7.       My Little Drum by the Vince Guaraldi Trio. It’s a shame that Vince Guaraldi will be known for only his work on the Charlie Brown cartoons, as he should be remembered for the piano-playing genius he was. We are lucky we have his soundtrack to “Charlie Brown Christmas” available on CD. Every song on the album could be included in a Top Ten, but “My Little Drum” is a unique take on the traditional song (that being “Little Drummer Boy”). Once you hear it, you’ll want to hit the back button and listen to it again. Minor and major notes are hit on the beat and off; and the children singing and humming and prrrrr-ump-ump-ing make a sweet counterpoint to the jazzy beatnik arrangement. It’s the cat’s meow, man. One of the best songs from one of the best holiday albums of all time.
8.       Must Be Santa by Bob Dylan. Even at his best Dylan’s vocal “style” is an acquired taste. Now that he is older and his voice is scorched from too many tours, he sounds the way an oak tree would sound it if could sing. “Someone is vivisecting a wildebeest!” “No, it’s Dylan’s latest album.”  BUT, his voice fits this genuinely great, great version of the Christmas song. It sounds like a rollicking good party was going on while recording it (and the video accompanying the song plays that out to great effect. Mordant bleu, Bob Dylan dances in the video – dances!!). The song is a chestnut of Mitch Miller’s Christmas song chest, but here Dylan made the song fun without quite pushing it into novelty territory.
9.       Little Drummer Boy/Peace on Earth by Bing Crosby and David Bowie. The 1977 Christmas special from which this song aired is available on DVD. It is strange watching Crosby introduce the video of Bowie’s “Heroes” standing behind a Christmas trees and twinkling lights. The legend says that Bowie hated “Drummer” and did not want to sing it as a duet with der Bingle. So the writers whipped up “Peace on Earth” to act as a descant to “Little Drummer Boy” and also a middle eight for Bing and Bowie to duet. It worked. Bowie’s high vocals paired beautifully with Crosby’s baritone. Crosby sang the main song quietly. This is important. “Little Drummer Boy” is usually performed as a big production filled with artificial melodrama in complete contrast to the ideals within the song. Here the song is quiet and respectful – a small child presenting the only gift he could give to the infant king. Plus I like Crosby’s vocals in his later years. His voice deepened and rumbled. Water glasses vibrated when he sang. It’s a lovely song. And it was Crosby’s last Christmas single. That lends a sadness to it that it otherwise might not have.
10.   Jingle Jingle Jingle by Rudolph the Red Nosed Reindeer soundtrack. I have not heard anyone remake this song, but it is one of my favorite Christmas songs, perhaps THE favorite. Clocking in at just over two minutes, it is sung by Santa in a deep baritone. A predictable song of ascending and descending notes with staccato trumpets and strings. A simple song for children that captures the season in their eyes. A sweet and lovable song.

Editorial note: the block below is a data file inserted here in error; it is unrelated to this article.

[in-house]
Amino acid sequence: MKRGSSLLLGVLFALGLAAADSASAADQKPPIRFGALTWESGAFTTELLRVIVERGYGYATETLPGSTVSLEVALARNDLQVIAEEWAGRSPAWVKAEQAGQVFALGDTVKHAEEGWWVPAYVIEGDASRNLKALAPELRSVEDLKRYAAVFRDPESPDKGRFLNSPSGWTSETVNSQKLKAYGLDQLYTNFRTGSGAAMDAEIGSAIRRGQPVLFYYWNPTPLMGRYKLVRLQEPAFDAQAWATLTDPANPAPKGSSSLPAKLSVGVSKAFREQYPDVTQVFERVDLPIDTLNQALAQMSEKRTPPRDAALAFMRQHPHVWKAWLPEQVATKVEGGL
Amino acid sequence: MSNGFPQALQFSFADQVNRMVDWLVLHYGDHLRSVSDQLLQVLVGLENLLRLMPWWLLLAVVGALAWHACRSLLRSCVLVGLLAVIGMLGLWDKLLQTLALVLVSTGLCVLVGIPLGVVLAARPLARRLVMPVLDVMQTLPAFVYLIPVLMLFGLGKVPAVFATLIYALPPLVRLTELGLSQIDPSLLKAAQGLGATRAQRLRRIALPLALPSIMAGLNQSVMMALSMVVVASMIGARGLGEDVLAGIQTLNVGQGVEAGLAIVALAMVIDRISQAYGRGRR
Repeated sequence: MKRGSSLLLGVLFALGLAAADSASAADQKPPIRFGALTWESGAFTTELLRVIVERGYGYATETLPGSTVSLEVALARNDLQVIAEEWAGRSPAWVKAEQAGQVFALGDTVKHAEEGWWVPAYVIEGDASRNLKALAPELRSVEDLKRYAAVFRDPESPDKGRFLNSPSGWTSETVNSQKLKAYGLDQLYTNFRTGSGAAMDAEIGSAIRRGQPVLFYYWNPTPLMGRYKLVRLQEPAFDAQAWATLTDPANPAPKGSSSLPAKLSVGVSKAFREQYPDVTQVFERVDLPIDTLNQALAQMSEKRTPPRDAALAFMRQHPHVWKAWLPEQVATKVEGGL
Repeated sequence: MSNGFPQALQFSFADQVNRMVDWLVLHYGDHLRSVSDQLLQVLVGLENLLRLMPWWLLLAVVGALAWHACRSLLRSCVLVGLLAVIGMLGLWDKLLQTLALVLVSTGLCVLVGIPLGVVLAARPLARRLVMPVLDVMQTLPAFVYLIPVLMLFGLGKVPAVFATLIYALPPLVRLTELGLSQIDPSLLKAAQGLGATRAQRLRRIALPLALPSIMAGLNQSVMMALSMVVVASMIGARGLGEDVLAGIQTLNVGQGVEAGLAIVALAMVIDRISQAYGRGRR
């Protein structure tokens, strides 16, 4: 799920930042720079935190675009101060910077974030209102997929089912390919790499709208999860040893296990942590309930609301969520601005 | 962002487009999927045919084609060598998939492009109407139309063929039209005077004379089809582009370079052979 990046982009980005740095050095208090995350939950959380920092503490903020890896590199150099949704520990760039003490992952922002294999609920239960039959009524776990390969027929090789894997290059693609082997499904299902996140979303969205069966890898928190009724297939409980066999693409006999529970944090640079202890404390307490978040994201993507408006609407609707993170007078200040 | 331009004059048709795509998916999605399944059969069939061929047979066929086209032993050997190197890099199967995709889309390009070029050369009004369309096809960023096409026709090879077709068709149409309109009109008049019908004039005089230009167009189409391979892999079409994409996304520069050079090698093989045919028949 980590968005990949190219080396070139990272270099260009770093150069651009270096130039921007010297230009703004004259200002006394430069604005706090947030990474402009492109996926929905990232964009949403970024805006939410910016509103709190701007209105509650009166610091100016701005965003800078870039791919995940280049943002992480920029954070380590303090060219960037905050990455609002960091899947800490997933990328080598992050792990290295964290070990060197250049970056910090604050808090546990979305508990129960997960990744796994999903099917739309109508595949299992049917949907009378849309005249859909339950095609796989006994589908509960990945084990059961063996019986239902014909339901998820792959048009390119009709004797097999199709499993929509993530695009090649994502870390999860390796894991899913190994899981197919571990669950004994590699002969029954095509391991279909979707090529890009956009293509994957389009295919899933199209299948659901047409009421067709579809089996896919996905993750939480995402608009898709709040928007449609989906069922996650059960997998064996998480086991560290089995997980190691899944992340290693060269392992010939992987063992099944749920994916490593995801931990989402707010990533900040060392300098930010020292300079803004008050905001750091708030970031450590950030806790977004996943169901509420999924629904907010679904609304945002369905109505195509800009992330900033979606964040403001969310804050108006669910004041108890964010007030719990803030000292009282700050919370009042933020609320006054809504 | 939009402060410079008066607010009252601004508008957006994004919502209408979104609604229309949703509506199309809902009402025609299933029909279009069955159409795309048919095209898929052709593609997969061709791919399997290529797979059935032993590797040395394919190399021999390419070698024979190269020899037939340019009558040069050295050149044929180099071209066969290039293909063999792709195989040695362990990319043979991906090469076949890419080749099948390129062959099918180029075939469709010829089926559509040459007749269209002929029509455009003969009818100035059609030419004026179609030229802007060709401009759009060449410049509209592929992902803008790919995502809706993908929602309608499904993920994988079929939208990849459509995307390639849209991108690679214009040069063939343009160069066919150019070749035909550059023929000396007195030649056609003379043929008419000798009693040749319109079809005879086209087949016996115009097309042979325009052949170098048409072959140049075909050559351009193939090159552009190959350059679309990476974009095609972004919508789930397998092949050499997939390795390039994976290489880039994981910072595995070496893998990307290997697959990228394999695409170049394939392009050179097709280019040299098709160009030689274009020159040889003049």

11.   OK, one more, what the heck, it’s Christmas. Plus, this list is pretty bare as far as Bing Crosby – only one? You might think I’m building up to “White Christmas” – the song is so iconic and I think the past two generations have forgotten how tremendously HUGE that song was and is. But I want to go with another song by Bing that brings a holiday smile – Melaka Leke Maka. I love singing along and imitating Bing’s low rumble. He sounds like he’s having a fun time with it too. The song is so much fun the Andrews Sisters tolerated each other long enough to sing backing vocals.  And by the way, “Melaka Leke Maka” is NOT the Hawaiian term for “Merry Christmas” – it is the phonetic spelling of a Hawaiian native trying to SAY “Merry Christmas”.

                And there we have the ten best individual songs! Are any of these already stuck in your head? Lucky you…

Thanks for reminiscing with me!
Copyright 2013 Michael G Curry

(adsbygoogle = window.adsbygoogle || []).push({});

A review of The Beatles: On Air – Live at the BBC Volume 2

 A review of The Beatles: On Air – Live at the BBC Volume 2
(adsbygoogle = window.adsbygoogle || []).push({});             I received “The Beatles: On Air – Live at the BBC Volume 2” for my birthday. While listening to it I kept thinking about a quote from Roy Carr and Tony Tyler’s excellent “The Beatles, An Illustrated Record” – my copy from 1981. They were critiquing “Beatles at the Hollywood Bowl” and said (I am paraphrasing) – “The Hamburg Tapes” show the Beatles live at their beginning, “Let It Be” shows the band live at their end, but “…Hollywood Bowl” shows them in their glorious middle”.
            The awkwardly-titled “The Beatles: On Air – Live at the BBC Volume 2” also shows them in their glorious middle. At the beginning of their middle, so to speak.
            Most of the tracks aired on the BBC from 1963-1965. I prefer the earlier songs. This was when the Fabs just hit their popularity. Fame and fortune was still new and exciting. They were yet to be labeled “the greatest British composers since Schubert”. The mania was in full swing, but the hurricane had yet to reach Category-Five.
            John Lennon said by the time they reached the USthey were pros and already tired of it all. They weren’t musicians they were pop stars. They enjoyed the taste of fame but didn’t like gorging on it. In an interview on the disks, George Harrison says he was the first to get tired of people asking him the color of his eyes or what he drank at breakfast.